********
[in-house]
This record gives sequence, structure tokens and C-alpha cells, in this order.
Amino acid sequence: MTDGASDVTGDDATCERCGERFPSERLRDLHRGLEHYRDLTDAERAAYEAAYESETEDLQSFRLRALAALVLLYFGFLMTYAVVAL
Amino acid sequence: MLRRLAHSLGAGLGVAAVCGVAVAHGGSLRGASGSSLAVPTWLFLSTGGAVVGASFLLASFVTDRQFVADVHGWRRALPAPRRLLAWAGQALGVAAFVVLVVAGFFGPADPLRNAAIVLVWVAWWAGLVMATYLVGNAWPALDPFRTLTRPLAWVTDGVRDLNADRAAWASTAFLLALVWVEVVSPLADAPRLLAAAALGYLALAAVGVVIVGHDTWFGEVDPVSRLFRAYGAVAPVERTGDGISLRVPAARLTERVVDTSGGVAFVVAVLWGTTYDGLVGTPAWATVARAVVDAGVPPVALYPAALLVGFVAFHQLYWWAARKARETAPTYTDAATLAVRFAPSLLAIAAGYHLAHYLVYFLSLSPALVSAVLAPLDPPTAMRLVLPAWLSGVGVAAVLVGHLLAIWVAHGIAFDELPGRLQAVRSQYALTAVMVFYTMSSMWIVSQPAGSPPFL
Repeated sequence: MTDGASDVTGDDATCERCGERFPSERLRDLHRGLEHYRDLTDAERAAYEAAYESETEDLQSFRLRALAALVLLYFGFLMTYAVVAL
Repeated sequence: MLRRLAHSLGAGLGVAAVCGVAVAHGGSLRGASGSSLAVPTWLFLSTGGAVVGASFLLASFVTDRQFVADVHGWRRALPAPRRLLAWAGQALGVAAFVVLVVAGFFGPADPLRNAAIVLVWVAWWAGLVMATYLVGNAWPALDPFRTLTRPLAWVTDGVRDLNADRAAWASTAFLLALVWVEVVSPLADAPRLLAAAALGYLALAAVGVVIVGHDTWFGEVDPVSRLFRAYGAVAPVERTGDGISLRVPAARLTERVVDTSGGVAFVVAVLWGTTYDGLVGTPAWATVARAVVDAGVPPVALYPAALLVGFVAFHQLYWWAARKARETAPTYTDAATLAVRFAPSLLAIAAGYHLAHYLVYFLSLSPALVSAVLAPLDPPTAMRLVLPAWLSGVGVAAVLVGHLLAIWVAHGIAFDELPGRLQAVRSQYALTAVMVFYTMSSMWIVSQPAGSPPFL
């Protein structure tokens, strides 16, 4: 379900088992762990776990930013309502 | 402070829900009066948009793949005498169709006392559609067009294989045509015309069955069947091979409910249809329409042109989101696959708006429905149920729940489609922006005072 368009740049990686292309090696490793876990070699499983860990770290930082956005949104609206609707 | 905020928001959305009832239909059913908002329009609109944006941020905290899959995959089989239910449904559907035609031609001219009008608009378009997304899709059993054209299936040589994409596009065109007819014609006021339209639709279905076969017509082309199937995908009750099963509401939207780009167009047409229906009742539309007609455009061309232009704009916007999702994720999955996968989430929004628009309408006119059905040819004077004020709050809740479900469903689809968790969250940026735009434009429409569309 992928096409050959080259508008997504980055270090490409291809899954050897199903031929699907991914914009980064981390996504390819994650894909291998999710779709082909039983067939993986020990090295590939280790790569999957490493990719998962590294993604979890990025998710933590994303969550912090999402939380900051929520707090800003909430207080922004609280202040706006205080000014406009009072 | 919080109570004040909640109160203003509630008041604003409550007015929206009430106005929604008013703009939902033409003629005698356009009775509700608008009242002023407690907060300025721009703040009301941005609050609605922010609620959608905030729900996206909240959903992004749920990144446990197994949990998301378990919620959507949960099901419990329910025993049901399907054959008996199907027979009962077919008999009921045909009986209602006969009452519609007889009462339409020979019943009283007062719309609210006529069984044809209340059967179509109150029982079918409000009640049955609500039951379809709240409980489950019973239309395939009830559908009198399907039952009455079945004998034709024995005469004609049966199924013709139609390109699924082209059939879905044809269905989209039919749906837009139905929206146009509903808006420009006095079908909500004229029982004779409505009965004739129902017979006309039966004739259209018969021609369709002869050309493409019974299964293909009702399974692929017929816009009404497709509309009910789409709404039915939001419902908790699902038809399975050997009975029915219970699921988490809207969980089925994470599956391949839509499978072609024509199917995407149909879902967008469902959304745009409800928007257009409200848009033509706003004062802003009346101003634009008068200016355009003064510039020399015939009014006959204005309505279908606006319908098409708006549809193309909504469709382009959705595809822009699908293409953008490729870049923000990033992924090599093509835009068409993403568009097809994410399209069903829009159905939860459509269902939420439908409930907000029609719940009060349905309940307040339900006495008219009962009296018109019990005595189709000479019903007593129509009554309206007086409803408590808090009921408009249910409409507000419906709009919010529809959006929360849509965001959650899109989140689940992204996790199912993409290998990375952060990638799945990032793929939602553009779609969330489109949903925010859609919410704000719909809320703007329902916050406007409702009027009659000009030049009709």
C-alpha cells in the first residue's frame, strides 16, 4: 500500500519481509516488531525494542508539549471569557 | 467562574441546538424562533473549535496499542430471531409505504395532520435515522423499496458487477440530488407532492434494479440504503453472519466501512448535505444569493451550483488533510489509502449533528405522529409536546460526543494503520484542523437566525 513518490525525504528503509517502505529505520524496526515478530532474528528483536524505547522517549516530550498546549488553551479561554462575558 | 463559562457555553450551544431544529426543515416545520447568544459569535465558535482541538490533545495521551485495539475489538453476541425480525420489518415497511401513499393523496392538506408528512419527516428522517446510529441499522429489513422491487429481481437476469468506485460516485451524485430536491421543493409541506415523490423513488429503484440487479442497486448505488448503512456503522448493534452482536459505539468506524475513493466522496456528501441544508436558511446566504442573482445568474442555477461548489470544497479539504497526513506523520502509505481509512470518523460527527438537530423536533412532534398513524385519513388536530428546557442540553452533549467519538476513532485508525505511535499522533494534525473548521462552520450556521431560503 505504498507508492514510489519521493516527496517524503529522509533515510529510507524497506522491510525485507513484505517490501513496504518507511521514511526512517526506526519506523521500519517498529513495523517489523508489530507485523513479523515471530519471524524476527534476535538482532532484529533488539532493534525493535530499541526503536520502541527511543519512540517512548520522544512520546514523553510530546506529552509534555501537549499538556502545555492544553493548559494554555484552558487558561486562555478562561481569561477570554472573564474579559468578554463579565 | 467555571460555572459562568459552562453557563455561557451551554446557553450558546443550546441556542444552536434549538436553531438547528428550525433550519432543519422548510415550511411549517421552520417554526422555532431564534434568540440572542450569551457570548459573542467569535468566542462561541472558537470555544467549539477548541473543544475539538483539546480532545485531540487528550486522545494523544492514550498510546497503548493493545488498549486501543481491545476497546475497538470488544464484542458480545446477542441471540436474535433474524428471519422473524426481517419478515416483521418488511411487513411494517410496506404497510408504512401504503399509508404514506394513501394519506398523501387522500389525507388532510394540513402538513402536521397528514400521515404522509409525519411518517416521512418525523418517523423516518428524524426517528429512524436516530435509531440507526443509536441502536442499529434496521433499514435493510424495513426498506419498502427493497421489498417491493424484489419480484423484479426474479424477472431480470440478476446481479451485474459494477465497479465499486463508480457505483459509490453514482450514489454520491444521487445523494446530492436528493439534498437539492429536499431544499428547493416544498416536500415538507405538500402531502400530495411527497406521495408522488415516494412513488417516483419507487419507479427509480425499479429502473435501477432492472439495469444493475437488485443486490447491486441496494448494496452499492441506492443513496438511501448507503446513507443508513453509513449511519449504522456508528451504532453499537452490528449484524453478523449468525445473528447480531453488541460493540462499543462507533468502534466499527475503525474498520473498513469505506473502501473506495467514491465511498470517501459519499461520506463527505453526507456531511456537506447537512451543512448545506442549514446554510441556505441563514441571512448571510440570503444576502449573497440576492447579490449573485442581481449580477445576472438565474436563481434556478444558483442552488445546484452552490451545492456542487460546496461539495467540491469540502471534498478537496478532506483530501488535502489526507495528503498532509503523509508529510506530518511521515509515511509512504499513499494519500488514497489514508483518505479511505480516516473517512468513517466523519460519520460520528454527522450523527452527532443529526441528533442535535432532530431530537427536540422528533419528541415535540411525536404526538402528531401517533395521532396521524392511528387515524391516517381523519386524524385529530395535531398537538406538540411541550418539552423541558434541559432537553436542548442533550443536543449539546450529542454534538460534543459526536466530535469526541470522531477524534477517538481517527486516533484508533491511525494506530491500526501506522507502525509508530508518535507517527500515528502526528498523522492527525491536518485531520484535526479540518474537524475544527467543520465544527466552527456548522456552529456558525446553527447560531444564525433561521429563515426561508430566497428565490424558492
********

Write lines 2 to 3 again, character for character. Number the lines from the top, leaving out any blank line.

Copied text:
This record gives sequence, structure tokens and C-alpha cells, in this order.
Amino acid sequence: MTDGASDVTGDDATCERCGERFPSERLRDLHRGLEHYRDLTDAERAAYEAAYESETEDLQSFRLRALAALVLLYFGFLMTYAVVAL